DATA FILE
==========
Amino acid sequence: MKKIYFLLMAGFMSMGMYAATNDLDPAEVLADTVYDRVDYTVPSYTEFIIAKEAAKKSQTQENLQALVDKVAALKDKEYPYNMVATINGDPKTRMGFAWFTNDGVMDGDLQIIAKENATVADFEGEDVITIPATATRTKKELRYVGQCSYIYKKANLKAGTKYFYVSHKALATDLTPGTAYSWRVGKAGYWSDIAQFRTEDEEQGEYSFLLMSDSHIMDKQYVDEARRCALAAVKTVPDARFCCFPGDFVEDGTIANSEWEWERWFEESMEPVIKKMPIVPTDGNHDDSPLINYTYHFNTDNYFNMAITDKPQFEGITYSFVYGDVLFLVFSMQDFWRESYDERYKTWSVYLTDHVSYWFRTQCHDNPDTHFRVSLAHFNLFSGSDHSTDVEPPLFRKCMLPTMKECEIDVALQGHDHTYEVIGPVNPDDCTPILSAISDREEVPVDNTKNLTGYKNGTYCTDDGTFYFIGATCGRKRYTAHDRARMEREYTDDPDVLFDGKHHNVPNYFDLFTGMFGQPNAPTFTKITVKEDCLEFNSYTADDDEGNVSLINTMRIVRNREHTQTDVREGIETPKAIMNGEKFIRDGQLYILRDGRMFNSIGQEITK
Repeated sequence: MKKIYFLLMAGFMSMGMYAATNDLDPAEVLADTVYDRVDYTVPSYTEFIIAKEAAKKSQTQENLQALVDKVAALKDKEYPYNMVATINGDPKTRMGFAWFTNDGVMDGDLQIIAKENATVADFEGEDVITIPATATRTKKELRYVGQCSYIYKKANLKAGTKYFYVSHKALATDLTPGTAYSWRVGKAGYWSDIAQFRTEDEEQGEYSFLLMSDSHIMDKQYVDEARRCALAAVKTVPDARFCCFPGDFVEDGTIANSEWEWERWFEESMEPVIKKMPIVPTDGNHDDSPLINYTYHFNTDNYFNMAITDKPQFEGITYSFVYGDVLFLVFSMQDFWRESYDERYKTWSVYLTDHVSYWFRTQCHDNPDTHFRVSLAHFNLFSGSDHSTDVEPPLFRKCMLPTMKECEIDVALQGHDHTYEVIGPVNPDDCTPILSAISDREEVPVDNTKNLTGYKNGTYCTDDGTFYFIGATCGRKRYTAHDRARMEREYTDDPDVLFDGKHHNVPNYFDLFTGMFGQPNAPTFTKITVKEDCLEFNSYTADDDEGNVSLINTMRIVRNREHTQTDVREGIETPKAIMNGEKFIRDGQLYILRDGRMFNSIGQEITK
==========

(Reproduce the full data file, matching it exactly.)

Amino acid sequence: MKKIYFLLMAGFMSMGMYAATNDLDPAEVLADTVYDRVDYTVPSYTEFIIAKEAAKKSQTQENLQALVDKVAALKDKEYPYNMVATINGDPKTRMGFAWFTNDGVMDGDLQIIAKENATVADFEGEDVITIPATATRTKKELRYVGQCSYIYKKANLKAGTKYFYVSHKALATDLTPGTAYSWRVGKAGYWSDIAQFRTEDEEQGEYSFLLMSDSHIMDKQYVDEARRCALAAVKTVPDARFCCFPGDFVEDGTIANSEWEWERWFEESMEPVIKKMPIVPTDGNHDDSPLINYTYHFNTDNYFNMAITDKPQFEGITYSFVYGDVLFLVFSMQDFWRESYDERYKTWSVYLTDHVSYWFRTQCHDNPDTHFRVSLAHFNLFSGSDHSTDVEPPLFRKCMLPTMKECEIDVALQGHDHTYEVIGPVNPDDCTPILSAISDREEVPVDNTKNLTGYKNGTYCTDDGTFYFIGATCGRKRYTAHDRARMEREYTDDPDVLFDGKHHNVPNYFDLFTGMFGQPNAPTFTKITVKEDCLEFNSYTADDDEGNVSLINTMRIVRNREHTQTDVREGIETPKAIMNGEKFIRDGQLYILRDGRMFNSIGQEITK
Repeated sequence: MKKIYFLLMAGFMSMGMYAATNDLDPAEVLADTVYDRVDYTVPSYTEFIIAKEAAKKSQTQENLQALVDKVAALKDKEYPYNMVATINGDPKTRMGFAWFTNDGVMDGDLQIIAKENATVADFEGEDVITIPATATRTKKELRYVGQCSYIYKKANLKAGTKYFYVSHKALATDLTPGTAYSWRVGKAGYWSDIAQFRTEDEEQGEYSFLLMSDSHIMDKQYVDEARRCALAAVKTVPDARFCCFPGDFVEDGTIANSEWEWERWFEESMEPVIKKMPIVPTDGNHDDSPLINYTYHFNTDNYFNMAITDKPQFEGITYSFVYGDVLFLVFSMQDFWRESYDERYKTWSVYLTDHVSYWFRTQCHDNPDTHFRVSLAHFNLFSGSDHSTDVEPPLFRKCMLPTMKECEIDVALQGHDHTYEVIGPVNPDDCTPILSAISDREEVPVDNTKNLTGYKNGTYCTDDGTFYFIGATCGRKRYTAHDRARMEREYTDDPDVLFDGKHHNVPNYFDLFTGMFGQPNAPTFTKITVKEDCLEFNSYTADDDEGNVSLINTMRIVRNREHTQTDVREGIETPKAIMNGEKFIRDGQLYILRDGRMFNSIGQEITK